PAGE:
Thursday, 4 February 2010
Book of the Month - January 2010
‘NO BOUNDARIES’ by RONNIE IRANI
‘NO BOUNDARIES’ by RONNIE IRANI
Although Ronnie Irani never played for the White Rose County there is something very Yorkshire about him. He is not averse to saying what he thinks (and now gets paid for doing just that for TalkSport), he gave his cricket everything he had and best of all, turned his back on his native Lancashire !
‘No Boundaries’ chronicles Irani’s life and career to date from his early career with Lancashire, why he felt forced to leave for Essex, his battle with injury which eventually saw him hang up his Essex cap for good and his transition into life as a TalkSport presenter.
Irani writes about his ice cold relationship with an aloof Mike Atherton, his on-off-on and now very off association with Nasser Hussain and speaks candidly about the difficulties of becoming Essex captain with a problematic Stuart Law in the side. He tells of his frustration with various England tour managements who misunderstood him and he is patently still disgruntled that he became the overseas scapegoat on more than one occasion and intimates that this cost him further England opportunities.
An interesting passage of the book is set during the South African World Cup when England decided not to travel to Zimbabwe for political and security reasons. In the team meeting, Irani was the only member of the side who voted to play the fixture.
He played a season for Skelmanthorpe in the Huddersfield League, could have joined Yorkshire instead of Essex, almost met his death in a storm above Victoria Falls alongside Darren Gough and Wayne Morton (ex-Yorkshire and England physio) and introduced his England room-mate, Phil Tufnell, to ice baths.
Now a popular after dinner speaker, Irani tells how his first gig when still a relatively young player was on the same bill as a Skegness scrap metal dealer who would become a big help in shaping his act that night and in the future. Much of his act has gone into the pages of ‘No Boundaries’ which at times is extremely funny, but also reveals how much passion Irani had for the cricket he played.
|‘No Boundaries’ is published by John Blake Publishing Ltd.|
One of the book’s highlights is not penned by Ronnie at all. It’s a chapter by his wife Lorraine and gives a revealing insight into what it is like to be a cricket WAG – although she is patently not your stereotypical limelight wife. She ends her account of twenty-plus years as Mrs Irani by saying, “Being a cricketer’s wife is not something I would recommend to everyone and a lot of women have found it impossible. I’ve been one of the fortunate ones for whom it has worked out all right.”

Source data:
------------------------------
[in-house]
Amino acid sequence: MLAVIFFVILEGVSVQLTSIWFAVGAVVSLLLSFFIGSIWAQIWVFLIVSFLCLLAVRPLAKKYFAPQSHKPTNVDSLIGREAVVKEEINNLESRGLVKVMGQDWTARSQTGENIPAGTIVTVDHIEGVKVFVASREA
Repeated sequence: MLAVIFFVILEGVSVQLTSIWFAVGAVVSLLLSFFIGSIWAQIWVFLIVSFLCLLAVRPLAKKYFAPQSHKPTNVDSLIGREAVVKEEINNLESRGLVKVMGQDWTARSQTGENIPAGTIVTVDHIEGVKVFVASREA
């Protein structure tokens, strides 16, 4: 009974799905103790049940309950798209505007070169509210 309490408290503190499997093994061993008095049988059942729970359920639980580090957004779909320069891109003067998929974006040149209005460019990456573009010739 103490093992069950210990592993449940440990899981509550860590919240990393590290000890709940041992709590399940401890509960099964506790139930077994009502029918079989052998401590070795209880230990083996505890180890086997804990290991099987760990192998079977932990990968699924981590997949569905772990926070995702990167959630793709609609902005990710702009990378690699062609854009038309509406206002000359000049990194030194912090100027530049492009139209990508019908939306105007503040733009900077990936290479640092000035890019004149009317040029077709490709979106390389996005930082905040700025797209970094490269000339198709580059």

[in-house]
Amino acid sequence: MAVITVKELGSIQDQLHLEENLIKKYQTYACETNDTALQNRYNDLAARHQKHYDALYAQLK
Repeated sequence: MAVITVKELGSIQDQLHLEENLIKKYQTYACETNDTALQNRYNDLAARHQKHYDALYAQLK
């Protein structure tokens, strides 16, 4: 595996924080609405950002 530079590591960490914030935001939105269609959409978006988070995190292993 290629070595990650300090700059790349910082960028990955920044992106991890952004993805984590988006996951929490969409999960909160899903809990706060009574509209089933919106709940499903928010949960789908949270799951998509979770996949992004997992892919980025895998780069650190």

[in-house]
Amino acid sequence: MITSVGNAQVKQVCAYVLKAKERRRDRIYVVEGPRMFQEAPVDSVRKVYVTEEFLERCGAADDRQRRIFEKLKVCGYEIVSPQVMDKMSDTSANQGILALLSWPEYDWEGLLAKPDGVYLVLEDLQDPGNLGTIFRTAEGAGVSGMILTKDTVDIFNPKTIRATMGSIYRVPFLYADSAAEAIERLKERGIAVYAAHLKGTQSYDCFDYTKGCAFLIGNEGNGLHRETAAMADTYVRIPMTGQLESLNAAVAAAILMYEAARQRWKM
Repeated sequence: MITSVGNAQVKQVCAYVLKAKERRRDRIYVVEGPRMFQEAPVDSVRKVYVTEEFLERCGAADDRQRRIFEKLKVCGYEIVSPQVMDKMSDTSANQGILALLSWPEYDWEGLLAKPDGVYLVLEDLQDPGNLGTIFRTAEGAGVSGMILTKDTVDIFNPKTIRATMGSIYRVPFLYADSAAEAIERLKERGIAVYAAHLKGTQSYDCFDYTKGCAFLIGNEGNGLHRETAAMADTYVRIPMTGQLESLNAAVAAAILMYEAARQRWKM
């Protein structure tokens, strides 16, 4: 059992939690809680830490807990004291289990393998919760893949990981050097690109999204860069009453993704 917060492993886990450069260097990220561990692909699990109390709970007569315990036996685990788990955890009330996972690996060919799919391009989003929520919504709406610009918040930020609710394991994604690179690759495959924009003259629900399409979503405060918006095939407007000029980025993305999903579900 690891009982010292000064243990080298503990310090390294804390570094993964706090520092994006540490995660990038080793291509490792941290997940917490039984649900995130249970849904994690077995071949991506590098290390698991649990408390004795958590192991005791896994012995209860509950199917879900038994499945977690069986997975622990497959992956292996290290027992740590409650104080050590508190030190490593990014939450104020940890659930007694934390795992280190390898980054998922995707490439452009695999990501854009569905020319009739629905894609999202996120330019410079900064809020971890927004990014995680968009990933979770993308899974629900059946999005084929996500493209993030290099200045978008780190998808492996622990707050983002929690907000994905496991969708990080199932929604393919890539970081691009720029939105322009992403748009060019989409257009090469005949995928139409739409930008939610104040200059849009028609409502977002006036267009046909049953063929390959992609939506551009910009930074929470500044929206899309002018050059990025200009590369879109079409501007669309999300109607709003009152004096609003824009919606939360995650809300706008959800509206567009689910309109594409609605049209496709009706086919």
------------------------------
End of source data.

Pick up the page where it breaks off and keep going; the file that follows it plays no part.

Whereas other sports people’s autobiographies start and end with a moment of on-pitch triumph Irani pushes to the fore his Chelmsford farewell when accompanied by his two young daughters. As throughout the book it is obvious that the game, the cricket public and his friends and family mean an awful lot to him.
It’s not a book for cricket statisticians as averages and quantities of runs and wickets do not feature heavily at all. What this book is however is an excellent insight into the mind of a cricketer with considerable talent who could have played more than the 3 Tests and 31 ODIs that he has to his name.
…before the Test at Edgbaston. Ath was obviously feeling Churchillian. He stood before us and proclaimed, “What we have to ask ourselves is, are we men or are we boys? We are about to represent our country so it’s time to decide if we are men or boys. The fans expect us to deliver a victory. Are we men or are we boys? Millions will be watching us around the world on TV. Are we men or are we boys?” At that moment the umpire knocked on the door and Mike yelled, “Come on, let’s go boys”
We have two signed copies of Ronni Irani’s book to give away. You stand a chance of winning one if you can answer the following question…
How many Test Match wickets did Ronnie Irani take?
Answers please to firstname.lastname@example.org before 22nd January 2010.
Day 2, 2nd Investec Test close
England v New Zealand
England 1st Innings
337 for 7 (94 overs)
Root 104 (Maiden Test century) Bairstow 64